'Community' Puts On Its Sweater Best With Some Thoughts About Isolation Last night's Community used a couple of iconic films to make a pretty important point about friendship.
NPR logo 'Community' Puts On Its Sweater Best With Some Thoughts About Isolation

'Community' Puts On Its Sweater Best With Some Thoughts About Isolation

NBC sometimes seems like a network so beleaguered that if it were wearing a "KICK ME" sign, you'd half expect to see another sign hanging off it that said, "HARDER."

But there is no arguing with the strength of the Thursday-night comedy lineup, and while last night's most satisfying and affecting episode involved preparations for The Office to send Michael Scott (Steve Carell) on his way, and while its most reliably funny was a fabulous episode about camping from Parks And Recreation, and while 30 Rock actually managed to make an Aaron Sorkin cameo appealing, the most thoughtful entry was from Community. (Plot discussion ahead.)

The character of Abed (Danny Pudi) is not just a classic TV nerd, though he is one. He, like the character of Sheldon on The Big Bang Theory, is certainly written as if he's somewhere on the autism spectrum without being given an official diagnosis to which the show would then have to be medically faithful. In Abed's case, his way of dealing with the world is to relate to it solely through references to movies and TV shows he's seen.

Naturally, this helps a show like Community that loves a goofy homage episode (to, for instance, Goodfellas or Die Hard). But the flip side is that in a real person, where it actually represented an inability to connect with other people without doing it through the filter of TV and movies, this could feel ... really sad.

There have been episodes in the past in which this normally very funny show has paused to note, with some real melancholy, what Abed loses in all this. In the first-season episode "Contemporary American Poultry," Abed had a sort of semi-heart-to-heart with Jeff (Joel McHale) about the fact that he has limited ways of connecting to other people, and Jeff agreed to try to help him in exchange for the opportunity to have Abed's fundamental kindness rub off on him a little.

But in last night's episode, "Critical Film Studies," there was a new note that significantly enriched that particular character beat, which was to acknowledge that it's not only Abed who misses out because he struggles to connect.

In the episode, Jeff has tried to arrange a Pulp Fiction-themed birthday party for Abed, only to find that Abed has arranged what seems to be ... well, a completely neurotypical restaurant dinner where the two can talk.

[Side note: The acting from Danny Pudi here, in which the character he's playing is so unlike Abed that it's utterly unnerving, is a great example of how bad the Emmy submission system is. Actors submit and are judged on individual episodes out of context, and without having seen Pudi's week-in, week-out creation of Abed, you can't possibly appreciate how everything down to the shape of his face seemed to be different when he was at this dinner.]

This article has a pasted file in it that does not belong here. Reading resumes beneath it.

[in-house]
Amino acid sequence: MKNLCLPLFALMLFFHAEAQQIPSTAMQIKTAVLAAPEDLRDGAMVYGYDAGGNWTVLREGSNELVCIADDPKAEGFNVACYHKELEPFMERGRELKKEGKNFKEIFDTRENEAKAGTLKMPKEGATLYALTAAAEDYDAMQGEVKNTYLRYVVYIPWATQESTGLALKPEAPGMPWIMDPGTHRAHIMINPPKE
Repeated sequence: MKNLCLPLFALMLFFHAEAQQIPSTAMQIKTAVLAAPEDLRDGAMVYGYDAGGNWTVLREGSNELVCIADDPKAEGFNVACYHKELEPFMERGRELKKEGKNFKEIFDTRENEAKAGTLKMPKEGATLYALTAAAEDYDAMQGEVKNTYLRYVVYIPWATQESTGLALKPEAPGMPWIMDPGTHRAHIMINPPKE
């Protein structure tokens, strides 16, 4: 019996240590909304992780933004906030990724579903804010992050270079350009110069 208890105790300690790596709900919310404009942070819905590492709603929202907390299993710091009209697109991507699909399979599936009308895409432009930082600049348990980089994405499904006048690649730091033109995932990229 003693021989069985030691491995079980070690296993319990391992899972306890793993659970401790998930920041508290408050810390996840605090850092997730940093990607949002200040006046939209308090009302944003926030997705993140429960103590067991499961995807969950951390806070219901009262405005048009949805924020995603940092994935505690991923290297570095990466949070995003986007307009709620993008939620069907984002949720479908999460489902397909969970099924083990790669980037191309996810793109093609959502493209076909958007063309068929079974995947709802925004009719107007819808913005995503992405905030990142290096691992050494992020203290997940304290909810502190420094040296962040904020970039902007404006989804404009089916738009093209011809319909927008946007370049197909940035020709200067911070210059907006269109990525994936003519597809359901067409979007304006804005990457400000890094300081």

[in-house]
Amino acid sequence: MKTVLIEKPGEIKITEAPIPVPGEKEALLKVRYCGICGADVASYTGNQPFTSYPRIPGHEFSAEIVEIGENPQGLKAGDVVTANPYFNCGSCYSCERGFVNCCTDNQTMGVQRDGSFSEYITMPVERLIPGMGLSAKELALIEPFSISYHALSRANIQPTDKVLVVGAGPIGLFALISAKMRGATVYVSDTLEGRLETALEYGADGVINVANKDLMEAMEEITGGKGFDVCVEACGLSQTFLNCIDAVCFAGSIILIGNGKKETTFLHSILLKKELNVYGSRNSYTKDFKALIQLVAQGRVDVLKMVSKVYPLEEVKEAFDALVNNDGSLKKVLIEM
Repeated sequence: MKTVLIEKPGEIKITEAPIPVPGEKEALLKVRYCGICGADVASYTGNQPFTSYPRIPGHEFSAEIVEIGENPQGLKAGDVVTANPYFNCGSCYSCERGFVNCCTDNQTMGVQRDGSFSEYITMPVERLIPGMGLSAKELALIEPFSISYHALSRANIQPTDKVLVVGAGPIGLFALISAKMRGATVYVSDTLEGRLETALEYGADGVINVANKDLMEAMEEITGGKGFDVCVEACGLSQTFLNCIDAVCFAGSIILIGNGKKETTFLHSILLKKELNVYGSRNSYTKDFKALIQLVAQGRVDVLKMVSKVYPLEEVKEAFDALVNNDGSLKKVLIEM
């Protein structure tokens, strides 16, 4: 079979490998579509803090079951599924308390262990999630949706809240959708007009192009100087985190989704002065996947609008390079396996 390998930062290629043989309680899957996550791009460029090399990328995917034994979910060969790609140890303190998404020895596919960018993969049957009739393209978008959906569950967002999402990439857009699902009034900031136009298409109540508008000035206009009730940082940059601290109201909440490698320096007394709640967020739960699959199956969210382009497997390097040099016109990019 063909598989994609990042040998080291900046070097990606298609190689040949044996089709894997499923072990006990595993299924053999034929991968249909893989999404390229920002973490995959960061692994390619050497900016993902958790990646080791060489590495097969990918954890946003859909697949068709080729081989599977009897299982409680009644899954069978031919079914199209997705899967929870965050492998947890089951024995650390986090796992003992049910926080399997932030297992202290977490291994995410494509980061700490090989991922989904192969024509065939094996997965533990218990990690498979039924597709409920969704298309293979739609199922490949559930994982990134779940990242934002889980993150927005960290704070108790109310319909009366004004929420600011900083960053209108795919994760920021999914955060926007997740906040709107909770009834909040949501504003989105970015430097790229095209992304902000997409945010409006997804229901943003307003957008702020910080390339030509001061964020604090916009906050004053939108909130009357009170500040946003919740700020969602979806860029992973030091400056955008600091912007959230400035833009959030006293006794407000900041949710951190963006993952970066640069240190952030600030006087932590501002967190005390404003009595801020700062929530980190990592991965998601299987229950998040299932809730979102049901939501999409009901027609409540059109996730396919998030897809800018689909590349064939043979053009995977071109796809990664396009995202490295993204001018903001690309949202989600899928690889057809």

Jeff is suspicious of Abed's transformation at first, but Abed reveals, through a long and funny story about appearing as an extra on the sitcom Cougar Town, how he shattered his need to live through TV and movies, and Jeff, despite his grave cynicism, begins to believe it. He relaxes; he reveals more about himself.

And then he learns that Abed has arranged the dinner as an homage to My Dinner With Andre. (Abed's button-down sweater should have been a clue.) The living-in-a-movie hasn't changed; it's just a different movie. Jeff has been put through an artificial salute to dropping your guard.

Jeff doesn't respond with pity. He responds with anger at first, partly because he really prided himself on knowing what kind of a party would please Abed and Abed rejected it in favor of this other set-up. He's also annoyed, of course, because he opened up to someone who wasn't really participating in the way Jeff thought he was. But really, Jeff is frustrated because he genuinely likes this guy, and he can't help wishing everything were a little bit different.

By episode's end, the two have made up, but Abed is still Abed, and he still processes life through the movies, and it's fairly clear that he always will.

While the show has played part of this story before by acknowledging that Abed's situation is a little sad for him, this is the first time it was this sad for Jeff. The things about his friend that Jeff likes, he really likes — like Abed's sweetness, his oddball and generally unconscious humor, his bluntness, and his genuine flashes of insight. But that all comes in this package, and that package comes with a giant, distracting filter, which is that everything comes out as a pop-culture reference.

This was a very sweet and often funny episode of a half-hour comedy, but it also wound up being a nice little meditation on the fact that you do not generally get to dictate to people the ways in which they express affection for you. You take friendship as it's presented, and in Abed's case, that means you get used to being compared to a lot of movie characters.

Community can be a very vexing show. Some weeks, it is literally the silliest thing on television. It's never met a gimmick it wouldn't at least consider, from Claymation to zombies, and its level of realism can land anywhere from zero to ... well, to this episode, which is really very, very smart about friendship. Not every experiment they do works, and if you want the show to be unendingly hilarious, this outing didn't have the maximum number of jokes. But Community swings a big bat, and it swings hard, and while there have been some spectacular whiffs, there have also been some enormously impressive half-hours, of which this was one.